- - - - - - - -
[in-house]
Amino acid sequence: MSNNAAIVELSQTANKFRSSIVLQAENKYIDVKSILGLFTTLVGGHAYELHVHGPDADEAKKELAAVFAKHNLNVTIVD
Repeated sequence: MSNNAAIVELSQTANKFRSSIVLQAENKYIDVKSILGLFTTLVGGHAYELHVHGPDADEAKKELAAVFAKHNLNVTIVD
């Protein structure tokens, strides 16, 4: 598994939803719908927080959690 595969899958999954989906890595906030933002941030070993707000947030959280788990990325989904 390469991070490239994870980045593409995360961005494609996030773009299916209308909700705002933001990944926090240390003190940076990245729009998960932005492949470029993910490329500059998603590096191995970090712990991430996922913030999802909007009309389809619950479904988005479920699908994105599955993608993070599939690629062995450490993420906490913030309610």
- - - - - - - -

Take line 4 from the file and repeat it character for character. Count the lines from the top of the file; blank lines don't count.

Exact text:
């Protein structure tokens, strides 16, 4: 598994939803719908927080959690 595969899958999954989906890595906030933002941030070993707000947030959280788990990325989904 390469991070490239994870980045593409995360961005494609996030773009299916209308909700705002933001990944926090240390003190940076990245729009998960932005492949470029993910490329500059998603590096191995970090712990991430996922913030999802909007009309389809619950479904988005479920699908994105599955993608993070599939690629062995450490993420906490913030309610």